Management 300 Study Guide CHAPTER ONE ∙ Management- the pursuit of organizational goals efficiently and effectively by integrating the work of people through planning, organizing, leading, and controlling the organization’s resources o Managers work within an organization- a grouIf you want to learn more check out bsc 108 exam 1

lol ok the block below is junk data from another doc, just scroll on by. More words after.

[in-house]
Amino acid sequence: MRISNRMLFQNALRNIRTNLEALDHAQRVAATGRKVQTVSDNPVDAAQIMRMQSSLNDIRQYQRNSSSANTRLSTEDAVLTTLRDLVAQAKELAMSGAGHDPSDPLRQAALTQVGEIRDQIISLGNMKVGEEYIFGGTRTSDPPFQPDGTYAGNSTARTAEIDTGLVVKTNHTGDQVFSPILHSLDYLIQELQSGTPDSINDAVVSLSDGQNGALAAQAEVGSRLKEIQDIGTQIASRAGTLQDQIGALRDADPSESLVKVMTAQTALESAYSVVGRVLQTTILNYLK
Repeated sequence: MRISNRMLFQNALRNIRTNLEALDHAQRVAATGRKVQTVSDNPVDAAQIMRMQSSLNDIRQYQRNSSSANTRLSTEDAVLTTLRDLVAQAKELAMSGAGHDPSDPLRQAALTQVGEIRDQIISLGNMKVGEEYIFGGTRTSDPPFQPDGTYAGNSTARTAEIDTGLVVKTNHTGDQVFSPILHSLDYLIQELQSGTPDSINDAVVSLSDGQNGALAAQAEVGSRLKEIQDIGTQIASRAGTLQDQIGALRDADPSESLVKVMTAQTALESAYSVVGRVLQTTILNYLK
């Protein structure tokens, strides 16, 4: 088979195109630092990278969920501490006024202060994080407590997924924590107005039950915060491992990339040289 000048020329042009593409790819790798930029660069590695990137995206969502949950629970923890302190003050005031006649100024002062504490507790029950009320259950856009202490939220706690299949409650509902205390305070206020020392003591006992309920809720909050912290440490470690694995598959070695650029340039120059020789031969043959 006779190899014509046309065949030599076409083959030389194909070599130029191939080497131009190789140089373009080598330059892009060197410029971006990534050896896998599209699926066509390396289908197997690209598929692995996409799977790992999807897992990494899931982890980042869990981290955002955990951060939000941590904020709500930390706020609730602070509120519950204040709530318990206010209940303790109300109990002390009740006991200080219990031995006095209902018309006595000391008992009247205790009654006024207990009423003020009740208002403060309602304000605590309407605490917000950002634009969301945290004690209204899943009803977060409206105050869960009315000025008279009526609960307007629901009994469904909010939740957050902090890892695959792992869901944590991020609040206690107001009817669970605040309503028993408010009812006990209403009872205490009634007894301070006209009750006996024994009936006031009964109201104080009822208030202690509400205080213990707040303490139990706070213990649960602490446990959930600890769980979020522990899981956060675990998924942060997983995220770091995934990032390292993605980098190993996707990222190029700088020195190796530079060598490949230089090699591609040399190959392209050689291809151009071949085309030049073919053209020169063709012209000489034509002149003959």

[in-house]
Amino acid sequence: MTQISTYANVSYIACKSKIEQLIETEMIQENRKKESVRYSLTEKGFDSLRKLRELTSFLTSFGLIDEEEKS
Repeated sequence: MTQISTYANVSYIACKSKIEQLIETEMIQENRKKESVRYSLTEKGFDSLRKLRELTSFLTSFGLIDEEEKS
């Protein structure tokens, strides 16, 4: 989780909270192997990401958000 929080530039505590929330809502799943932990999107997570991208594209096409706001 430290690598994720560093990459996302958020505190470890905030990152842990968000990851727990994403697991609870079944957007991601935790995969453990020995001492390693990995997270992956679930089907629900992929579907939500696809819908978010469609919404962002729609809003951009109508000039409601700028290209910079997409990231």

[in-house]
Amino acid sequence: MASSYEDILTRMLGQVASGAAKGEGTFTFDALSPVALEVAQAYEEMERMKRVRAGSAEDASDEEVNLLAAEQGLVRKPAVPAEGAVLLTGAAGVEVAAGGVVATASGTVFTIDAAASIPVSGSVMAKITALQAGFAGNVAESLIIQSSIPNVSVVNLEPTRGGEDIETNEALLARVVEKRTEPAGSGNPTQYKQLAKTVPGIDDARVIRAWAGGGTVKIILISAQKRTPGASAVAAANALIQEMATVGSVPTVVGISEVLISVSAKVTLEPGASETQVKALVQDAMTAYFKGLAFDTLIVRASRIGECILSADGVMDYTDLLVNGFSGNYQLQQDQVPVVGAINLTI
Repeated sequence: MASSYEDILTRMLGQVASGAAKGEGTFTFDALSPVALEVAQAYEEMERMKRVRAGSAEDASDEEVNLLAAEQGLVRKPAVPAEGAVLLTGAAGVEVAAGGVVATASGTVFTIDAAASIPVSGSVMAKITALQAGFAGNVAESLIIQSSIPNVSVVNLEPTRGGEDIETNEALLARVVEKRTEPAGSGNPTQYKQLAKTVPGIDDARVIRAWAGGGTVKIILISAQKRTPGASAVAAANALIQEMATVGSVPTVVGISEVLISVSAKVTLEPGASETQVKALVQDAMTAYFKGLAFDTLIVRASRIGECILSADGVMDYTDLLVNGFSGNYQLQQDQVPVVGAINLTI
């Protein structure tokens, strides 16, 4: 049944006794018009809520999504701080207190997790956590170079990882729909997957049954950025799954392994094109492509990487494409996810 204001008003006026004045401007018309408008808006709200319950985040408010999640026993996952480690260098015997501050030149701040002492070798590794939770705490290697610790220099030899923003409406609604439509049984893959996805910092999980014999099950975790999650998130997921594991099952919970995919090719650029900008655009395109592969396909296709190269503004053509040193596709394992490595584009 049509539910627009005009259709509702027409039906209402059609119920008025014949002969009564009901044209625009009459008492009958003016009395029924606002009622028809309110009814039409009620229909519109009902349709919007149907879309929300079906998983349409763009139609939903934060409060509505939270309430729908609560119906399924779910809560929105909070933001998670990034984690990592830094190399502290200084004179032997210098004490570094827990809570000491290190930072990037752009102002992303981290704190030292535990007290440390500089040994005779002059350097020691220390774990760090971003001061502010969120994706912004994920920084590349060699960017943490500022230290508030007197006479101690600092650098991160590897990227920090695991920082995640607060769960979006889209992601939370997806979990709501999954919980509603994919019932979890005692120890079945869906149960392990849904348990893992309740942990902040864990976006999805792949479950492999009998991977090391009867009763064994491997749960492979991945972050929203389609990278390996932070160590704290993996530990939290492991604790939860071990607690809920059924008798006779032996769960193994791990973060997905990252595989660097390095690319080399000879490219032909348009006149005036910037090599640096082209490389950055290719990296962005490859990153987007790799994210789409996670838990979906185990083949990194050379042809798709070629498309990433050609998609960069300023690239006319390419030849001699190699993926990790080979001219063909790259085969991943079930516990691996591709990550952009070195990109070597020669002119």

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p of people who work together to achieve some specific purpose. o Efficiency- the “means” - to use resources wisely and cost-effectively (what you get is what you put into the job) o Effectiveness- the “ends” - to achieve results, to successfully carry out the organization’s goals (doing the right job) EX: Many companies use a recorded “telephone menu” of options to answer customer calls. This is efficient but not effective, as many customers prefer a live agent ∙ Multiplier effect: influence on the organization is multiplied far beyond the results that can be achieved by just one person alone ∙ Seven Challenges to Being an Exceptional Manager 1. Competitive Advantage - ability to produce goods or services more efficiently than competitors (requires: responsiveness, innovation, quality, and efficiency) Alabama vs. Oklahoma competitive advantage. People know our offense and the hurry-up exposes our defense. Chick-fil-a & KFC competitive advantages Newspaper losing competitive advantage Gave away the product to promote themselves, relied too much on advertising revenue, and now the Boston Globe and Washington Post have been bought out 2. Diversity - the future won’t resemble the past. Customers and employers are becoming more diverse, older people and newer workers. Challenge to manage people of different ages, genders, races, and ethnicities Percentage of non-Hispanic Whites expected to decline as percentage of voting population beyond 2012 election (whites will be a minority by 2050); see current Immigration Bill 3. Globalization - the expanding management universe, past our borders Global employment markets: outsourcing, offshoring, onshoring, Maquiladoras, Autos Foreign Direct Investment (FDI) in Mexico EBay makes it possible for small businesses to sell globally Cultural differences: avoiding eye contact in Japan 4. Information Technology - far ranging e-management and e-communication, allows for accelerated decision making, conflict, and stress E-commerce - buying and selling of goods via computer networks E-business - using the Internet to facilitate every aspect of running a business Project management software - programs for planning and scheduling the people, costs, and resources to complete a project on time Collaborative computing - using state-of-the-art computer software to help people work better together Knowledge management - implementing of systems and practices to increase the sharing knowledge and information throughout an organization Changes in organizational structure, jobs, goal setting, and knowledge management Example: Using Skype to conference or customer feedback on store websites 5. Ethical Standards Bernie Madoff’s $50 billion Ponzi Scheme (lend money at high interest and use that to get more money and pay off debt) Fraud at HealthSouth & Enron Insider Trading at Galleon and Goldman Sachs 6. Sustainability - economic development that meets the needs of the present without comprising the ability of future generations to meet their own needs Green Moving Nashville - Biodiesel trucks Wal-Mart 7. Happiness & Life Goals - fitting into an organization ∙ What Managers Do: The Four Principal Functions o Planning - setting goals and deciding how to achieve them o Organizing - arranging tasks, people, and other resources to accomplish the work o Leading - motivating, directing, and influencing people to work hard to achieve the organization’s goals o Controlling - monitoring performance, comparing it with goals, and taking corrective action if needed ∙ Three Levels of Management o Top Managers - make long-term decisions about the overall direction of the organization and establish the objectives, policies, and strategies for it o Middle Managers - implement the policies and plans of the top managers above them and supervise and coordinate the activities of the first-line managers below them (titles include plant, district, or regional manager) Hit by the recession the most “Manage managers” o First-Line Managers - make short-term operating decisions, directing the daily tasks of nonmanagerial personnel, responsible for direct outputs of goods/services ∙ Areas of Management - Functional vs. General o Functional Manager - Responsible for just one organizational activity (i.e. just Director of Finance or Administrator for Human Resources) o General Manager - Responsible for several organizational activities (i.e. Executive Vice President) ∙ For-profit vs. Nonprofit vs. Mutual benefit o For profit wants to earn a profit, nonprofit managers are “administrators” o Commonwealth organizations - nonprofit organizations that offer services to all clients within their jurisdictions (such as the US Postal Service) o Mutual-benefit organizations are voluntary collections of members such as political parties or labor unions ∙ Henry Mintzberg’s 3 Useful Findings o Managers rely more on verbal than written communication (Managing by walking around) o Managers work long hours at an intense pace o Managers’ work is characterized by fragmentation, brevity, and variety ∙ Three Types of Managerial Roles o Interpersonal Roles- Figurehead, Leader, and Liaison - managers interact with people inside and outside their work units o Informational Roles- Monitor, Disseminator, and Spokesperson - managers receive and communicate information with people inside and outside their organization o Decisional Roles- Entrepreneur, Disturbance Handler, Resource Allocator, and Negotiator- use information to make decisions to solve problems or take advantage of opportunities ∙ The Entrepreneurial Spirit - Entrepreneurship is the process of taking risks to try to create a new enterprise. There exist two types: o Entrepreneur- someone who sees a new opportunity for a product or service and launches a business to realize it Game Day Tents & Events, Pedicab, Stadium Student Seating App, Forza o Intrapraneur- someone who works inside an existing organization who sees an opportunity for a product or services and mobilizes the organization’s resources to try to realize it o Difference between entrepreneur and manager: entrepreneur wants to start a business; a manager wants to grow or maintain a business. Can be both, of course o Necessity entrepreneurs vs. Opportunity entrepreneurs Necessity entrepreneurs must earn a living by trying to replace lost income and hope a job comes along Opportunity entrepreneurs start their business out of a burning desire rather than because they lost their job ∙ The Skills Exceptional Managers Need - researcher Robert Katz came up with three skills managers acquire: o Technical Skills - job-specific knowledge needed to perform well in a specialized field o Conceptual Skills- the ability to think analytically, to visualize an organization as a whole and understand how the parts work together o Human Skills- the ability to work well in cooperation with other people to get things done ∙ The Most Valued Traits in Managers o The ability to motivate and engage otherso The ability to communicate o Work experience outside the U.S. o High energy level to meet the demands of global travel & a 24/7 world CHAPTER TWO ∙ Peter Drucker - “creator and inventor of modern management” ∙ Evidence-based management- translating principles based on best evidence into organizational practice, bringing rationality to the decision-making process ∙ Historical vs. Contemporary Management o Historical perspective includes three viewpoints: classical, behavioral, and quantitative o Contemporary Perspective includes three viewpoints: systems, contingency, and quality-management ∙ Classical viewpoint- finding ways to manage work more efficiently. Assumes people are rational o Two branches: scientific and administrative o Scientific management- emphasized the scientific study of work methods to improve the productivity of individual workers Frederick W. Taylor: “Father of Scientific Management” - motion studies Scientifically study each part of the task, carefully select workers with the right abilities, give workers the training and incentives to do the task, and use scientific principles to plan the work methods Henry Ford used this in his assembly lines Frank and Lillian Gilbreth - Cheaper by the Dozen o Administrative management- concerned with managing the total organization Henri Fayol- first to identify the major functions of management (planning, organizing, leading, and controlling) Max Weber- believed that bureaucracy was a rational, efficient, ideal organization based on principles of logic. Grew out of German military led by incompetent officers who had position based on family and connections o The problem with classical viewpoint: mechanistic & tends to view humans as cogs within a machine, not taking into account the importance of human needs o Why it is important: work activity was amenable to a rational approach, through the application of scientific methods, time and motion studies, and job specialization it was possible to boost productivity, and it still works for some companies i.e. UPS still doesn’t make left turns ∙ Behavioral viewpoint: human behavior is important and motivating employees towards achievement (three phases: early behaviorism, human relations movement, and behavioral science) o Early Behaviorism- Hugo Munsterberg (Father of industrial psychology) Study jobs and determine which people are best suited to specific jobs, identify the psychological conditions under which employees do their best work, devise management strategies to influence employees to follow management’s interests Mary Parker Follet- social worker who believed organizations should be operated as communities, conflicts should be resolved by talks between managers and workers, work process should be under control of workers Hawthorne effect (Elton Mayo): employees worked harder if they received added attention, thought that managers cared about their welfare and that supervisors paid special attention to them (increase lighting, productivity goes up, decrease lighting it goes up too. But they actually were more productive because of attention paid to them) o Human relations movement- proposed that better human relations could increase worker productivity (Abraham Maslow and Douglas McGregor) Maslow’s Hierarchy of Needs: Physiological, Safety, Love-Belonging, Esteem, and Self-actualization (move up the list) McGregor’s Theory X vs. Theory Y ∙ Theory X: pessimistic, negative view of workers; they are irresponsible, resistant to change, lack ambition, hate work ∙ Theory Y: optimistic, positive view of workers; they are responsible, self-controlled, and creative ∙ Why this is important: help managers how their beliefs affect their behavior. Managers can be more effective by considering how their behavior is shaped by their expectations about human nature o Behavioral Science- relies on scientific research for developing theories about human behavior that can be used to provide practical tools for managers (includes psychology, sociology, and economics) ∙ Quantitative Management- application to management of quantitative techniques, such as statistics and computer simulations. Two branches of quantitative management are management science and operations management o Management science- stresses the use of rational, science-based techniques and mathematical modes to improve decision making and strategic planning o Operations Management- focuses on managing the production and delivery of an organization’s product or services more effectively; work scheduling, production planning, facilities, location and design Rational management of resources and distribution of goods and services, helps ensure that business operations are efficient and effective ∙ Systems Viewpoint- regards the organization as a system of interrelated parts, collection of subsystems, part of a larger environment, open or closed systems o Four parts of a system: Inputs, transformation processes, outputs, and feedback o Open system: interacts with environment, stresses feedback from the internal and external environment; closed system does not interact with it o Complexity theory: the study of how order and pattern arise from very complicated, apparently chaotic systems ∙ Contingency Viewpoint- emphasizes that a manager’s approach should vary according to (be contingent on) the individual and the environmental situation o Most practical because it addresses problems on a case-by-case basis∙ Quality Management- quality control, quality assurance, and total quality management o Quality- the ability of a product/service to meet customer needs o Quality control- strategy for minimizing errors by managing each stage of production o Quality assurance- focuses on performance of workers, urging employees to strive for “zero defects” o Total Quality Management- comprehensive approach, led by top management and supported throughout the organization, dedicated to continuous quality improvement, training, and customer satisfaction Make continuous improvement a priority, get every employee involved, listen to and learn from customers and employees, and use accurate standards to identify and eliminate problems o Learning organization- an organization that actively creates, acquires, and transfers knowledge within itself and is able to modify its behavior to reflect new knowledge CHATPER THREE ∙ Internal & External Stakeholders - people who interests are affected by an organization’s activities o Internal Stakeholders- consists of employees, owners (consists of all those who can claim the organization as their legal property) and the board of directors (members elected by the stockholders to see that the company is being run according to their interests) o External Stakeholders- people or groups in the organization’s external environment that are affected by it Task/Specific Environment ∙ Customers (those who pay to use goods or services) ∙ Competitors (people the org. competes against) ∙ Suppliers (supplies raw materials, equipment, etc.) ∙ Example: Amazon.com and the Customer Experience- Jeff Bezos, the founder and CEO is obsessed with customer service, believes that the company’s success is driven by customer’s experience, in 2011 revenue increase 41% ∙ Distributor (helps another organization sell its goods to customers) ∙ Strategic alliance (two organizations who join forces to achieve advantages neither can perform as well alone) ∙ Employee Organizations: Unions & Associations ∙ Local Communities (depend on tax revenue & employment) o Clawbacks- rescinding the tax breaks when firms don’t deliver promised jobs ∙ Financial Institutions ∙ Government regulators (establish ground rules under which organizations may operate)∙ Special Interest Groups (influence specific issues) ∙ Mass Media (positive or negative stories about company, i.e. clothing companies in Bangladesh were bashed for the working conditions) The General Environment (affects everyone, the macroenvironment) ∙ Economic forces- general economic conditions and trends unemployment rate, inflation, interest rates, economic growth things that may affect an organization’s performance ∙ Technological Forces - new developments in methods for transforming resources into goods and services, disruptive technology (ex: email) ∙ Sociocultural forces- influences and trends originating in a country’s/society’s, or a culture’s human relationships and values that may affect an organization (i.e. obesity rate) ∙ Demographic forces- influences on an organizations arising from changes in the characteristics of a population, such as age, gender, or ethnic origin (i.e. rising number of Hispanics, rising population) ∙ Political-legal forces- changes in the way politics shape laws and laws shape the opportunities for and threats to an organization (new and changing regulations) ∙ International forces- changes in the economic, political, legal, and technological global system that may affect an organization (World Trade Organization, Bank secrecy laws, Arab Spring, Syrian uprising) ∙ Ethical Responsibilities Required for a Manager o Ethical dilemma- situation in which you have to decide whether to pursue a course of action that may benefit you or your organization but that is unethical or even legal (i.e. high sales commissions used to hide kickbacks, paying small bribes at border crossings) o Ethics- standards of right and wrong that influence behavior Ethical behavior- behavior that is accepted as “right” as opposed to “wrong” according to those standards o Values- relatively permanent and deeply held underlying beliefs and attitudes that help determine a person’s behavior o Value system- the pattern of values within an organization ∙ Organizations have two important value systems that can conflict: 1. Value system stressing financial performance 2. Value system stressing cohesion and solidarity in employee relationships ∙ Four Approaches to Deciding Ethical Dilemmas o Utilitarian Approach- guided by what will result in the greatest good for the greatest number of people, cost-benefit analysis Managers often take this approach, using financial performance- such as efficiency and profit- as the best definition as what constitutes as the greatest good for the most peopleo Individual Approach- guided by what will result in the individual’s best long-term interests, which ultimately are in everyone’s self interest. Individual acts ethically in the short run to avoid others harming the individual in the long run Flaw: one person’s goal might not be everyone’s o Moral Rights Approach- guided by respect for fundamental rights of human beings; Life, liberty, health, safety (the Bill of Rights) o Justice Approach- guided by respect for impartial standards of fairness and equity; impartial treatment in decisions regardless ∙ Sarbanes-Oxley Act of 2002- established requirements for proper financial record keeping for public companies and penalties as much as 25 years in prison for noncompliance. Arose from corporate scandals such as WorldCom and Enron in the 90’s ∙ How Organizations Can Promote Ethics o Creating of a strong ethical climate Ethical climate- represents employees’ perceptions about the extent to which work environments support ethical behavior o Screening prospective employees o Instituting ethics codes and training programs Code of ethics- formal written set of ethical standards guiding an organization’s actions o Rewarding ethical behavior: protecting whistle-blowers ∙ Social Responsibilities Required of You as a Manager o Social Responsibility- manager’s duty to take actions that will benefit the interests of society as well as the organization Corporate social responsibility- notion that corporations are expected to go above and beyond following the law and making a profit (i.e. buying “ethical coffee or enforcing law rules on foreign suppliers) o Two types of social responsibility: Philanthropy- making charitable donations to benefit humankind, sponsorships, volunteerism Corporate governance- the system of governing a company so that the interests of corporate owners and other stakeholders are protected o Corporate Social Responsibility Pyramid- invented by Archie Carroll, says that a organization should be: Good global corporate citizen (philanthropic responsibility) Be ethical in its practices (ethical responsibility) Obey the law (legal responsibility) Make a profit consistent with expectations for international business (economic responsibility) ∙ The Need for Independent Directors- more attention is being paid to strengthening corporate governance so that directors are clearly separated in their authority from the CEO o Better serving shareholders needs rather than management needs, weak boards contributed to the late 90’s business scandalsCHAPTER FOUR ∙ Globalization- the trend of the world economy toward becoming a more interdependent system. The “shrinking” of time and space as air travel and electronic media have made it much easier and less costly for the people of the globe to communicate and do business o Offshoring and foreign direct investment in America (emerging auto industry in the Alabama/the South, Mercedes, Hyundai) o Example: Amazon & Jeff Bezos: expanded from books to nonbook areas and can deliver goods to anywhere in the world o Global village- refers to the “shrinking” of time and space (see above) ∙ Global economy- the increasing tendency of the economies of the world to interact with one another as one market instead of many national markets o Positive effects: more markets for American exports o Negative effects: vast surplus funds from global investments flowed into US that were invested badly in subprime mortgages ∙ Ethnocentric managers- “we know best”- believe that their native country, culture, language, and behavior are superior to all others o Parochialism- narrow view in which people see things solely through their own perspective (American systems in Japan don’t work quite effectively, i.e.) ∙ Polycentric managers- take the view that native managers in the foreign offices best understand native personnel and practices, and so the home office should leave them alone ∙ Geocentric managers- accept that there are differences and similarities between home and foreign personnel and practices and that they should use whatever techniques are most effective ∙ Why Companies Expand Internationally o Availability of supplies o New Markets o Lower labor costs Maquiladoras- manufacturing plants allowed to operate in Mexico with special privileges in return for employing Mexican citizens o Access to financial capital o Avoidance of tariffs & import quotas ∙ Five Ways of Expanding Internationally o Global outsourcing- using suppliers outside the US to provide labor and goods o Importing- a company buys goods outside the country and resells them domestically o Exporting- a company produces goods domestically and sells them outside the country o Countertrading- bartering, goods for goods o Licensing- allowing a foreign company to pay it a fee to distribute the first company’s product or serviceo Franchising- form of licensing in which a company allows a foreign company to pay it a fee and a share of the profit in return for using the first company’s brand name and package of materials and services o Joint ventures- known as a strategic alliance, with a foreign company to share the risks and rewards of starting a new enterprise together in a foreign country China enforces these on automakers o Wholly-owned subsidiaries- foreign subsidiary that is totally owned and controlled by an organization Greenfield venture- foreign subsidiary that the owning organization has built from scratch ∙ Barriers to International Trade o Tariffs- customs duty, or tax, levied mainly on imports (NAFTA) o Import quotas- limits on the number of a product that can be imported o Embargoes- complete ban on the import or export of certain products (Cuba) o Subaru trucks had 25% tax to US so they made them into cars o Dumping- practice of a foreign company’s exporting products abroad at a lower price than the price in the home market- or even below the cost of production- in order to drive down the price of the domestic product o Trade wars - raise taxes and retaliation ∙ World Trade Organization- designed to monitor and enforce trade agreements, agreements are based on the General Agreement on Tariffs and Trade ∙ World Bank- purpose is to provide low-interest loans to developing nations for improving transportation, education, health, and telecommunications ∙ International Monetary Fund- designed to assist in smoothing the flow of money between nations ∙ Trading Bloc- group of nations within a geographic region that have agreed to remove trade barriers with one another (aka economic community) o NAFTA- US, Canada, Mexico o EU o APEC- 21 Pacific Rim countries o ASEAN- 11 countries in Asia o Mercosur- Latin America o CAFTA- Central America ∙ Most favored nation status- trading status describes a condition in which a country grants other countries favorable trading treatment such as the reduction of import duties ∙ Culture- the shared set of beliefs, values, knowledge, and patterns of behavior common to a group o Low-context culture- shared meanings are primarily derived from written and spoken words o High-context culture- people rely heavily on situational cues for meaning when communicating with others o HSBC commercials- show that their bank adapts to all cultures ∙ The GLOBE Project’s Nine Cultural Dimensionso Power distance- how much unequal distribution of power should there be in organizations and society o Uncertainty avoidance- how much should people rely on social norms and rules to avoid uncertainty o Institutional collectivism- how much should leaders encourage and reward loyalty to the social unit o In-group collectivism- how much pride and loyalty should people have for their family or organization o Gender egalitarianism- how much should society maximize gender role differences o Assertiveness- how confrontational and dominant should individuals be in social relationships o Future orientation- how much should people delay gratification by planning and saving for the future o Performance orientation- how much should individuals be rewarded for improvement and excellence o Humane orientation- how much should society encourage and reward people for being kind, fair, friendly, and generous o US scored highest on assertiveness and performance orientation- why Americans are regarded as pushy and hardworking ∙ Other Cultural Variations o Language o Interpersonal space o Communication o Time orientation (Monochronic time- doing one thing at a time vs. Polychronic time- doing more than one thing at a time) o Religion ∙ Expatriates- 10%-20% of US managers sent abroad returned early because dissatisfied of job or adjustment difficulties ∙ Hofstede’s 5 Cultural Dimensions o Long-term orientation o Uncertainty Avoidance o Masculinity o Individualism o Power distance CHAPTER FIVE ∙ Planning- coping with uncertainty by formulating future courses of action to achieved specified results, setting goals and deciding how to achieve them ∙ Steps to planning and strategic management: Establish the organization’s mission and vision, formulate the grand strategy, formulate the strategic plans, then the tactical and operational plans, implement the strategic plans, and control the strategy ∙ How planning helps:o Helps you check on your progress o Helps you coordinate activities o Helps you think ahead o Helps you cope with uncertainty o See: failure of Kodak, not adapting to its environment ∙ Four Basic Strategy Types: o Defenders- expert at producing and selling narrowly defined products (i.e. Legacy Airlines, Macy’s, JC Pennys, United Airlines)- not innovating, expanding their turf. Going down as of late. It is fine to do this in a business sector with not so many competitors o Prospectors- focus on developing new products and in seeking out new markets, rather than waiting for things to happen (i.e. GAP and Apple) o Analyzers- let other organizations take the risks of product development and marketing and then imitate what seems to work the best (i.e. Microsoft) o Reactors- make adjustments only when finally forced to by environmental pressures (i.e. Kmart, Sears). Will defend to absolute end until market hits them (also known as extreme defenders) ∙ Adaptive Cycle- portrays businesses as continuously cycling through decisions about three kinds of business problems o Entrepreneurial (selecting and making adjustments of products) o Engineering (producing and delivering the products) o Administrative (Establishing roles, relationships, and organizational processes) ∙ Mission Statement- expresses the purpose of the organization ∙ Vision Statement- long-term goal describing what an organization wants to become ∙ Three levels of planning for management: Strategic, Tactical, and Operational o Strategic planning- top management- determine what the organization’s long-term goals should be for the next 1-5 years with the resources they expect to have o Tactical planning- middle management- determine what contributions their departments or similar work units can make with their given resources during the next 6-24 months o Operational planning- first-line managers- determine how to accomplish specific tasks with available resources within the next 1-52 weeks ∙ Goals- specific commitment to achieve a measurable result within a stated period of time, also known as an objective (you can have strategic, tactical, and operational goals) o Strategic goals- set by and for top management and focus on objectives for the organization as a whole o Tactical goals- set by and for middle managers and focus on actions needed to achieve strategic goals o Operational goals- set by and for first-line managers and are concerned with short-term matters associated with realizing tactical goals o Means-end chain- because in the chain of management (operational, tactical, strategic) the accomplishment of low-level goals is the means leading to the accomplishment of high-level goalso Operating plan- designed for a 1-year period, defines how you will conduct your business based on the action plan; it identifies clear targets such as revenues, cash flow, and market share ∙ Action plan- defines the course of action needed to achieve the stated goal ∙ Southwest Airlines Example o Strategic goal Profitability Low cost, low cares Keep passengers happy (on-time record) Standardized Boeing 737 Strong corporate culture emphasizing individual initiative and responsibility taking “Fun airline” Efficiency and teamwork o Tactical goal Control cost, lowest cost provider More work on planes when in for a check Quick turn around of planes Flies to less congested airports Few additional fees o Operational goal First-line managers enhance productivity Ground crews ready to serve the plane Boarding passes organized in a three-tiered system using information technology ∙ Standing Plans- plans developed for activities that occur repeatedly over time o Policy- standing plan that outlines the general response to a problem o Procedure- standing plan that outlines the response to particular problems o Rule- standing plan that designates specific required action ∙ Single-use plans- plans developed for activities that are not likely to be repeated in the future o Program- single-use plan encompassing a range of projects or activities (i.e. the Challenger Mission) o Project- single-use plan of less scope and complexity than a program (i.e. Space Shuttle Discovery) ∙ SMART Goals o Specific - who, what, when, where, and why? o Measurable - where is the finish line? o Attainable - realistic o Results-oriented - “to complete, acquire, increase” o Target dates - deadlines ∙ Management by Objectives- four-step process in which managers and employees jointly set objectives for the employee, managers develop action plans, managers and employeesperiodically review the employee’s performance, and the manager makes a performance appraisal and rewards the employee according to the results o Management deals with motivating people through teamwork, culture o Three types of objectives used: Improvement objectives- performance to be accomplished Personal development- express personal goals Maintenance objectives- maintain performance at previously established levels o Cascading objectives: top management must be committed, it must be applied organization wide, and objectives must cascade Cascading objectives down through the organization means the objectives are structured in a unified hierarchy, becoming more specific at lower levels of the organization ∙ Planning/control cycle- has two planning steps and two control steps 1. Make the plan 2. Carry out the plan 3. Control the direction by comparing results with the plan 4. Control the directing by taking corrective action in two ways a. Correcting deviations b. Improving future plans CHAPTER SIX ∙ Business plan- a document that outlines a proposed firm’s goals, the strategy for achieving them, and the standards for measuring success ∙ Strategy- large-scale action plan that sets the direction for an organization o Strategic management- process that involves managers from all parts of the organization in the formulation and all the implementation of strategies and strategic goals o Strategic planning- determines where an organization is going over the next year or more, how it’s going to get there, and how it’ll know if it got there or not o Wal-Mart: “find out what the customers want, then provide it to them as cheaply and quickly as possible” o Why Strategic management & strategy is important: Provide direction and momentum Encourage new ideas Develop a sustainable competitive advantage ∙ Sustainable competitive advantage occurs when an organization can stay ahead in: responsiveness to customers, innovation, quality, and effectiveness ∙ Strategic positioning- attempts to achieve sustainable competitive advantage by preserving what is distinctive about a company, “performing different activities from rivals, or performing similar activities in different ways”, “how are you good at what you do?” o Developed by Michael Porter (see Porter’s 5 Forces) ∙ Three Key Principles for an Effective Strategy o Strategy is the Creation of a Unique & Valuable Position Few needs, many customers - Jiffy Lube Broad needs, few customers - Wealth management Broad needs, many customers- Carmike Cinemas o Strategy requires trade-offs in competing (choose which strategy to follow and which not to follow) o Strategy involves creating a fit (synergy) among activities Activities align and reinforce one another ∙ Grand strategies- assessment of current organizational performance, then explains how the organization’s mission is to be accomplished. Three types: o Growth strategy: involves expansion- as in sales revenues, market share, number of employees, number of customers, new products or services, merge, acquire similar businesses o Stability strategy: involves little or no significant change o Defensive strategy: involves reduction in the organization’s efforts, freeze hiring, sell or liquidate assets, phase out product lines, sell divisions, declare bankruptcy ∙ Three kinds of strategic planning tools: competitive intelligence, SWOT analysis, and forecasting ∙ Competitive intelligence- gaining information about one’s competitor’s activities so that you can anticipate their moves and react appropriately (public prints and advertising, investor information, informal sources, data mining, business analytics) ∙ Environmental scanning- careful monitoring of an organization’s internal and external environment to detect early signs of opportunities and threats that may influence the firm’s plans ∙ SWOT Analysis- also known as situational analysis, search for the Strengths, Weaknesses, Opportunities, and Threats affecting the organization o Organizational strengths- skills and capabilities that give the organization special competencies and competitive advantages in executing strategies o Organizational weaknesses- drawbacks that hinder an organization in executing strategies in pursuit of its mission (culture, IT infrastructure, company image) o Organizational opportunities- environmental factors that the organization may exploit for competitive advantage o Organizational threats- environmental factors that hinder an organization’s achieving a competitive (technological change, government intervention) o SWOT analysis of Toyota: Internal strengths: attention to detail and a frugality that shuns waste Internal weaknesses: parts were supplied by outside companies rather than trusted traditional suppliers External opportunities: stressed commitment to customers, high quality ∙ Forecast- a vision or projection of the futureo Trend analysis- hypothetical extension of a past series of events into the future o Contingency planning- scenario planning, creation of alternative hypothetical but equally likely future conditions ∙ Porter’s Five Competitive Forces o Threat of new entrants o Bargaining power of suppliers (easy supplier switching) o Bargaining power of buyers (bigger customer gets better deals) o Threat of substitute products or services o Rivalry among competitors (level of competition) ∙ Porter’s Four Competitive Strategies o Differentiation strategy- offer products that are of unique and superior value compared to those of competitors but to target a wide market (Dell, Home Depot) o Cost-leadership strategy- keep the costs, and hence prices, of a product or service below those of competitors and to target a wide market (Wal-Mart, McDonald’s) o Cost-focus strategy- keep the costs of a product below those of competitors and to target a narrow market (low-cost beer or cigarettes) o Single-product strategy- company makes and sells only one product within its market (benefit-focus, risk-vulnerability) ∙ Diversification- operating several businesses under one ownership that are not related to one another (related: Disney; unrelated: General Electric) ∙ Synergy- the economic value of separate, related businesses under one ownership and management is greater together than the business are worth separately ∙ Boston Consulting Group (BCG) Matrix- a means of evaluating strategic business units on the basis of their business growth rates and their share of the market o Stars, Question Marks, Cash Cows, and Dogs ∙ Execution- central part of company’s strategy. Consists of using questioning, analysis, and follow through to mesh strategy with reality, align people with goals, and achieve the results promised o Know your people & your business o Insist on realism o Set clear goals & priorities o Follow through o Rewards the doers o Expand the capabilities o Know yourself ∙ Teri Bauer- jokes on jokes